February 1, 2018
Banks, expected to take haircuts of 60% at least on their loans, want to protect their interest even after a new owner comes in
Bidders for assets of companies undergoing insolvency proceedings face up to a five-year lock-in for the shares they acquire. Lending banks are insisting on this to deter sales of the assets by the new promoter at a profit within months of the takeover.
“It is a good strategy that the applicant’s shares held in the restructured company be locked in for a reasonable period of time. This will provide comfort to creditors who have agreed to take a haircut in an attempt to revive the struggling company,” said Sumit Binani, a resolution professional.
According to a source close to the development, bidders have already been informed that if they bag assets being auctioned under the Insolvency and Bankruptcy Code, they will not be able to sell shares or any other assets of the acquired companies unless cleared by the lenders. Banks, expected to take haircuts of 60 per cent at least on their loans, want to protect their interest even after a new owner comes in. “We are issuing a different lock-in period with each asset. There is no specific guideline in the Insolvency and Bankruptcy Code on lock-in of shares,” a banker said.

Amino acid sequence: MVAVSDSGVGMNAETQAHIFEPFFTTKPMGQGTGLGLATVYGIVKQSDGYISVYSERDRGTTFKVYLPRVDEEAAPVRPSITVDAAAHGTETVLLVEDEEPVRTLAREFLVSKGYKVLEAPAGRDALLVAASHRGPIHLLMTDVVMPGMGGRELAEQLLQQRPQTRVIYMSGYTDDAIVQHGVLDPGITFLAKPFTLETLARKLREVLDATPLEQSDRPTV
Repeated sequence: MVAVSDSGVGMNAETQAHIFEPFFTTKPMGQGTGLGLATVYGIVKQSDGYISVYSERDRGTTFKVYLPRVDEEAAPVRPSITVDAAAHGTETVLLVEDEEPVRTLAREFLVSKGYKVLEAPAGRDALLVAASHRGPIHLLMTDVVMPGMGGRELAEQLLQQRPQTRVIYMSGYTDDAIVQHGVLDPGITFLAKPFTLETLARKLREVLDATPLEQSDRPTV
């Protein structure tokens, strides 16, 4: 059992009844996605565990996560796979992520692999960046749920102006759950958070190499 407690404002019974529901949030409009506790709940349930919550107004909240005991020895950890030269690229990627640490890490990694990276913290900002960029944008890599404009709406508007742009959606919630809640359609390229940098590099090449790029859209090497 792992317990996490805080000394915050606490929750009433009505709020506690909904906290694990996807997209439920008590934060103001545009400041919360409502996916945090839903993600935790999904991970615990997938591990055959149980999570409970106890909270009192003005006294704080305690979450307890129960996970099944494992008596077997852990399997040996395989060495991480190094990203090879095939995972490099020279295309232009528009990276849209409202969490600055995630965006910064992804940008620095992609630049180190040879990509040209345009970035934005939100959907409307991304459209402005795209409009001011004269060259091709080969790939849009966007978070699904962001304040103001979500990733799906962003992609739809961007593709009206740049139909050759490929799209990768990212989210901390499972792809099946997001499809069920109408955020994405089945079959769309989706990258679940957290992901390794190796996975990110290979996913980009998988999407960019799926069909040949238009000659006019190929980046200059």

“It is only fair that the shares are locked in till the loan is paid. Otherwise the resolution proposed by the investor may be in jeopardy,” said another source.
A lock-in period could affect plans of private equity (PE) firms that are bidding for struggling companies in order to turn them around and sell them later at a profit. “If a PE firm wants to induct an equity partner, it will be difficult,” said a bidder.
The clause will not affect other bidders like JSW Steel, Vedanta and ArcelorMittal because they plan to remain invested for a long time.
JSW Steel has tied up with Japanese steel major JFE and the Piramal group to bid for Bhushan Steel. It is also bidding alone for Bhushan Power and has won the race to acquire Monnet Ispat.
Cash-rich Vedanta has won the race to buy Electrosteel Steels and is bidding for both the Bhushan assets.
Some bidders are worried about the change in rules mid-way. “Every day something new is coming up, which is confusing. Today media reports said lenders would negotiate only with the highest bidder and this was not there earlier,” said Seshagiri Rao, joint managing director of JSW Steel.
Over 4,300 insolvency cases have been filed, of which 470 have been admitted to the National Company Law Tribunal. But the buyer interest is concentrated on steel and cement companies, which have large capacities across India.
[The Business Standard]